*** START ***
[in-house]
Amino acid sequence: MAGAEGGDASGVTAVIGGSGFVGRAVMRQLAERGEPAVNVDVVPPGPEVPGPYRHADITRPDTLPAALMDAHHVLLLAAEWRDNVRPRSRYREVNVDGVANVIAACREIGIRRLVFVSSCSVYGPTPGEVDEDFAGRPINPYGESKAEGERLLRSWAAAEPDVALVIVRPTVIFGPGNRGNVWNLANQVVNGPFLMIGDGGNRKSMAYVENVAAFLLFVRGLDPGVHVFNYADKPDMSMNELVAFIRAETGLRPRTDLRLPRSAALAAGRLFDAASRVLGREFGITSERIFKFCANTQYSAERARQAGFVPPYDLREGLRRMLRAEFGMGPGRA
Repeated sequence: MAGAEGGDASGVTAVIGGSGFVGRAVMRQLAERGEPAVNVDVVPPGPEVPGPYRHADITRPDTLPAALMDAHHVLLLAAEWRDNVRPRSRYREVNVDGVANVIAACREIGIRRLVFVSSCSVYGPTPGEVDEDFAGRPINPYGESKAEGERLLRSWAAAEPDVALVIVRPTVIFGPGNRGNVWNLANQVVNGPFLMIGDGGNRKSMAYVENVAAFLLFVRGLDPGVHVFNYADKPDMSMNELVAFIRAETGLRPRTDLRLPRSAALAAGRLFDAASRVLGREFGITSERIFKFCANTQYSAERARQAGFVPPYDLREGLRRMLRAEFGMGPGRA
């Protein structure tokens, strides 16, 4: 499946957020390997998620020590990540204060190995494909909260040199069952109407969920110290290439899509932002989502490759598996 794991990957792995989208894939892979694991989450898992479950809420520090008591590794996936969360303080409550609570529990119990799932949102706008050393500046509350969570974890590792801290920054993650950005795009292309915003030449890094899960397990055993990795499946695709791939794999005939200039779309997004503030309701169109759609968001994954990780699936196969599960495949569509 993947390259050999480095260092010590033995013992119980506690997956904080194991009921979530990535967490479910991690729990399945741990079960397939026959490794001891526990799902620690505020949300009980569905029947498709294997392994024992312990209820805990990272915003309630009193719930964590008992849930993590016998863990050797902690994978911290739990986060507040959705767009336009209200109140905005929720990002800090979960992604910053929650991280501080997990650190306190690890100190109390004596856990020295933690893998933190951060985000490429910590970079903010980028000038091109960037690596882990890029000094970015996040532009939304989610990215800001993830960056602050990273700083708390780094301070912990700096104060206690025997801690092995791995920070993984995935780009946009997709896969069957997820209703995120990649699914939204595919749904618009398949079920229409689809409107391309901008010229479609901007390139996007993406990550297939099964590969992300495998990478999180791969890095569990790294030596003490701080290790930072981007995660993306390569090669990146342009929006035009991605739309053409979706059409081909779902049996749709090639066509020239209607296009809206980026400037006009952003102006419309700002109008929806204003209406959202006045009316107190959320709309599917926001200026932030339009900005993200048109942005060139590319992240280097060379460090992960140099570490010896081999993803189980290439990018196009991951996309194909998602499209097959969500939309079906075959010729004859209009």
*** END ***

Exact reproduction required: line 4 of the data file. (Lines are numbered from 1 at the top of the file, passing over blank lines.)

């Protein structure tokens, strides 16, 4: 499946957020390997998620020590990540204060190995494909909260040199069952109407969920110290290439899509932002989502490759598996 794991990957792995989208894939892979694991989450898992479950809420520090008591590794996936969360303080409550609570529990119990799932949102706008050393500046509350969570974890590792801290920054993650950005795009292309915003030449890094899960397990055993990795499946695709791939794999005939200039779309997004503030309701169109759609968001994954990780699936196969599960495949569509 993947390259050999480095260092010590033995013992119980506690997956904080194991009921979530990535967490479910991690729990399945741990079960397939026959490794001891526990799902620690505020949300009980569905029947498709294997392994024992312990209820805990990272915003309630009193719930964590008992849930993590016998863990050797902690994978911290739990986060507040959705767009336009209200109140905005929720990002800090979960992604910053929650991280501080997990650190306190690890100190109390004596856990020295933690893998933190951060985000490429910590970079903010980028000038091109960037690596882990890029000094970015996040532009939304989610990215800001993830960056602050990273700083708390780094301070912990700096104060206690025997801690092995791995920070993984995935780009946009997709896969069957997820209703995120990649699914939204595919749904618009398949079920229409689809409107391309901008010229479609901007390139996007993406990550297939099964590969992300495998990478999180791969890095569990790294030596003490701080290790930072981007995660993306390569090669990146342009929006035009991605739309053409979706059409081909779902049996749709090639066509020239209607296009809206980026400037006009952003102006419309700002109008929806204003209406959202006045009316107190959320709309599917926001200026932030339009900005993200048109942005060139590319992240280097060379460090992960140099570490010896081999993803189980290439990018196009991951996309194909998602499209097959969500939309079906075959010729004859209009």